For the first presentation of metastatic disease, biopsy of the metastatic site should be performed to confirm the diagnosis and reestablish receptor status.

Patients who present with symptomatic metastases, eg, intractable pain, loss of organ function, or an oncologic emergency (eg, cord compression, mass effect due to brain metastases, pathologic fracture due to a bony metastasis), are appropriate candidates for urgent local intervention to relieve symptoms and preserve patient ability to function.

For asymptomatic patients, local management may be appropriate in select situations, for example, for the patient with an undiagnosed lung nodule or the patient with one or more brain metastases. Outside of these situations, some experts manage asymptomatic metastatic disease with systemic therapy only, while other experts may offer local management to select patients with multiple good-risk features, although this is not considered standard of care at this time.

1. Lee CG, McCormick B, Mazumdar M, et al. Infiltrating breast carcinoma in patients age 30 years and younger: long term outcome for life, relapse, and second primary tumors. Int J Radiat Oncol Biol Phys 1992; 23:969.
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29. Zinser JW, Hortobagyi GN, Buzdar AU, et al. Clinical course of breast cancer patients with liver metastases. J Clin Oncol 1987; 5:773.
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For women with early breast cancer, estrogen receptor (ER)-positive, human epidermal growth factor receptor 2 (HER2)-negative, adjuvant endocrine therapy is the mainstay of systemic treatment. However, some of these cancers also stand to benefit from adjuvant chemotherapy. The magnitude of benefit from chemotherapy depends on the baseline risk of recurrence, which may be estimated from clinical features including the stage and grade of the tumor, as well as biologic features of the tumor, including gene expression.

All women with hormone receptor (HR)-positive, HER2-negative, non-metastatic breast cancer should be offered endocrine therapy.

Most instances of ER-positive, HER2-negative, node-negative breast cancer <1 cm, and all cancers ≤0.5 cm, have a sufficiently good prognosis with endocrine therapy alone, that they do not typically require adjuvant chemotherapy. At the other end of the risk spectrum, most women with stage III breast cancers will warrant adjuvant chemotherapy because of their risk of recurrence and the likely benefits of chemotherapy treatment. The majority of cases of ER-positive breast cancer fall in between these two extremes, and decisions regarding the addition of chemotherapy to adjuvant endocrine therapy are individualized based on patient and disease factors. Using gene expression profiles in women with ER-positive, HER2-negative disease in whom the decision regarding whether or not to use chemotherapy is unclear.

●We typically use these assays in patients with T1b to T3, node-negative tumors.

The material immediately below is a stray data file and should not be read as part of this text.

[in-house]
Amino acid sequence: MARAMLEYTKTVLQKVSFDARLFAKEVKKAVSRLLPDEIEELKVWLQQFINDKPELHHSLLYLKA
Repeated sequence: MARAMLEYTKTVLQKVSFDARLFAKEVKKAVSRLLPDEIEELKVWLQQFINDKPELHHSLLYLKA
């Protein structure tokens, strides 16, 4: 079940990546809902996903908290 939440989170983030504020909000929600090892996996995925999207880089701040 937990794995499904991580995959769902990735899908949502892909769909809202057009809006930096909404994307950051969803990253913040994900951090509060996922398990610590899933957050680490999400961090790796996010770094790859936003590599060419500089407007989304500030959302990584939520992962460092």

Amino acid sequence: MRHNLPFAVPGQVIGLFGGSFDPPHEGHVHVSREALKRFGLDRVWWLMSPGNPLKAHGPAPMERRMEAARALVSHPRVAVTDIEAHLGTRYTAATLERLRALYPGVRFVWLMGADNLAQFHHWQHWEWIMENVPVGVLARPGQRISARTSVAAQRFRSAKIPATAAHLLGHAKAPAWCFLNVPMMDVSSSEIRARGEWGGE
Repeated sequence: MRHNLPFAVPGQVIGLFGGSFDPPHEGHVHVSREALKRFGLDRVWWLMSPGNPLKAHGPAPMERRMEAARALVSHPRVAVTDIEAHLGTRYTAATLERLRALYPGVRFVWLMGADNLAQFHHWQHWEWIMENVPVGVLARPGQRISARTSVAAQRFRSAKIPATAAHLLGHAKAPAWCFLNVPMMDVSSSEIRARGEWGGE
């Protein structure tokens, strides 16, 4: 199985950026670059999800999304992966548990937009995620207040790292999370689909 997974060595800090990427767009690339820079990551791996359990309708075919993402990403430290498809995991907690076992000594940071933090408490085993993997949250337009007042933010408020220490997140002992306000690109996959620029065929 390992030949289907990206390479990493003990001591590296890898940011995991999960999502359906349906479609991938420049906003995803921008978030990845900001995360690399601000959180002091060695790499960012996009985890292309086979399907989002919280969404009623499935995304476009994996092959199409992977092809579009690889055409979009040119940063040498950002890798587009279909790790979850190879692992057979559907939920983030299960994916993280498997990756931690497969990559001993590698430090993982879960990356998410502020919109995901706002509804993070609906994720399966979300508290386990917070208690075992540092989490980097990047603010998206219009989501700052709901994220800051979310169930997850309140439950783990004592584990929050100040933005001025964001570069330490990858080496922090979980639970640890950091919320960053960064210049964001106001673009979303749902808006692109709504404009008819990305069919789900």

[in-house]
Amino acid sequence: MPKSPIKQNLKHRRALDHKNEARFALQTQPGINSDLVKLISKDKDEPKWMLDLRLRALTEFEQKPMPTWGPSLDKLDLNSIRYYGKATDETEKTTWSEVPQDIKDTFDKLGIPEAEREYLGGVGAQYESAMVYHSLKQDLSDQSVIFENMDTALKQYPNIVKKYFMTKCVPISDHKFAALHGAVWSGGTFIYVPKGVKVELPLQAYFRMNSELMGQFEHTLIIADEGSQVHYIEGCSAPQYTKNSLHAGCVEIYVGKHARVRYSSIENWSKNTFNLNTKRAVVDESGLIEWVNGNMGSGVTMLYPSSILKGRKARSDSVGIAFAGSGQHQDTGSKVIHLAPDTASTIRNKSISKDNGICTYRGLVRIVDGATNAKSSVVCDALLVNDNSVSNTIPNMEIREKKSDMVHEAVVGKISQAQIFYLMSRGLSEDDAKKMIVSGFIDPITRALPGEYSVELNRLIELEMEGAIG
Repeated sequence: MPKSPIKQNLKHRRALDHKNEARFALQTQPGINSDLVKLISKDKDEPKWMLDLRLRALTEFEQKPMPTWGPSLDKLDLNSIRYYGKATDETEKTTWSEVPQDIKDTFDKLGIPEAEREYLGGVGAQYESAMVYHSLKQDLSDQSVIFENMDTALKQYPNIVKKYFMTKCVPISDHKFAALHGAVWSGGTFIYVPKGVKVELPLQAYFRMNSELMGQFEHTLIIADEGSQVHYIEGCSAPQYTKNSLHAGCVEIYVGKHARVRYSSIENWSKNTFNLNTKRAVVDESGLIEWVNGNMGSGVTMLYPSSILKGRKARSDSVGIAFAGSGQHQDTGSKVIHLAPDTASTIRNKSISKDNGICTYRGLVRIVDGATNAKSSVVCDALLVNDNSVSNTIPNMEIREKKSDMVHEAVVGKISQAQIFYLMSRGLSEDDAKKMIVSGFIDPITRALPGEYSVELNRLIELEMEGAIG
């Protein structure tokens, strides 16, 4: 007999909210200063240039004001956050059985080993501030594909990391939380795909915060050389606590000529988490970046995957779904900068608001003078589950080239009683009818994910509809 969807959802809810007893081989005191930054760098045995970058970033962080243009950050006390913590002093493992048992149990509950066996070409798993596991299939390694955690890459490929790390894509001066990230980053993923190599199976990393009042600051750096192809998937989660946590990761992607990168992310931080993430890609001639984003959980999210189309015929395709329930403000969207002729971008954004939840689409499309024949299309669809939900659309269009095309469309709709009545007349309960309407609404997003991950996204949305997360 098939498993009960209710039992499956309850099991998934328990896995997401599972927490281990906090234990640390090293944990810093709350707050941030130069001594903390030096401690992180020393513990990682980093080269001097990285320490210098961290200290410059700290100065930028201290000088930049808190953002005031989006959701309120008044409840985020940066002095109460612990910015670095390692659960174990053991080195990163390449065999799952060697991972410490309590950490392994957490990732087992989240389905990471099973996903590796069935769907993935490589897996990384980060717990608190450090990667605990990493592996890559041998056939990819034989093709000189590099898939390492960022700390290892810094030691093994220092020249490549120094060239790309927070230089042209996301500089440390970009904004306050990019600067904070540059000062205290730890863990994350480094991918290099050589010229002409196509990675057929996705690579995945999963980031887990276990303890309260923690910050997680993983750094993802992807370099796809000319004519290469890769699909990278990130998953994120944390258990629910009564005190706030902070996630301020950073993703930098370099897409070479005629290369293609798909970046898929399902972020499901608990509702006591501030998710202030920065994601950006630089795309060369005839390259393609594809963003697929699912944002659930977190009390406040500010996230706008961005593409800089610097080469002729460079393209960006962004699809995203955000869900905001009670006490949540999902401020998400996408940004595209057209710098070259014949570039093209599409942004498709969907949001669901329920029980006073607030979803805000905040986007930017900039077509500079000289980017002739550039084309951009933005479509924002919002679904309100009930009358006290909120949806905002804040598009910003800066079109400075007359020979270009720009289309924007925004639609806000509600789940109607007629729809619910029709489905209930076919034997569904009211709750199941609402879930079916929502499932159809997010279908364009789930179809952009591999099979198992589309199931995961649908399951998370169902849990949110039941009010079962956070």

●Some also use them in patients with limited node-positive disease, although this practice is not uniform.

●However, we do not use these assays in patients with T1aN0 disease, as these patients have an excellent prognosis with endocrine therapy alone; nor do we generally use them in patients with stage III disease, as such patients typically have a high likelihood of benefit from chemotherapy. Exceptions might be made for patients with low-grade tumors and very limited lymph node involvement.

●Finally, as the primary role of these assays is to determine which clinical situations warrant chemotherapy, we do not use these assays in women who are not candidates for chemotherapy as the results would not alter management. This might include patients with absolute contraindications to chemotherapy due to baseline health concerns or frailty, or women who for other reasons will not consider chemotherapy. Gene expression profiles such as the Oncotype DX Recurrence Score (RS), EndoPredict, the Breast Cancer Index, and the Predictor Analysis of Microarray 50 (PAM50) intrinsic subtype assay have been developed to identify patients with such a low chance of recurrence that the absolute benefit of chemotherapy may not justify the risk of toxicities [1]. For the RS, prospective, randomized clinical trials do not demonstrate that women with low scores (less than 26) benefit from the addition of chemotherapy. By contrast, patients with higher scores on these assays have a sufficiently high risk of recurrence despite endocrine therapy that the addition of chemotherapy outweighs the risk of toxicities. Moreover, given that the response to treatment is not uniform among all cancers, these assays may identify those cancers that, based on their biologic profile, are likely to have an excellent outcome with endocrine therapy alone versus those in which the addition of chemotherapy would substantially reduce the risk of recurrence. The Oncotype DX 21-gene Recurrence Score (RS) is the best-validated prognostic assay and may identify patients who are most and least likely to derive benefit from adjuvant chemotherapy. At this time, it is indicated for women with node-negative, estrogen receptor (ER)-positive, HER2-negative breast cancer to determine the prognosis in patients recommended to proceed with at least a five-year course of endocrine therapy. The RS was developed by identifying the 250 most promising candidate genes described in the literature [2]. Investigators then used a reverse transcription polymerase chain reaction (RT-PCR)-based method for generating quantitative expression levels of these genes in fixed tissue from 447 patients collected from three datasets. A mathematic formula that includes 16 genes (plus 5 reference genes) was then generated to optimize prediction of distant relapse despite tamoxifen therapy. The sum of this calculation is known as the RS. The RS has been validated both as a prognostic as well as a predictive tool, by which to identify those patients with node-negative, hormone receptor (HR)-positive breast cancer whose prognosis is so favorable that the absolute benefit of chemotherapy is likely to be very low. Patients with ER-positive cancers that are node negative derive substantial benefit from chemotherapy if the 21-gene RS is high (typically >25). By contrast, if the score is low or midrange (≤25), there is no benefit to adding chemotherapy to endocrine treatment for women >50 years old, although younger women may experience some benefit [4,5,6].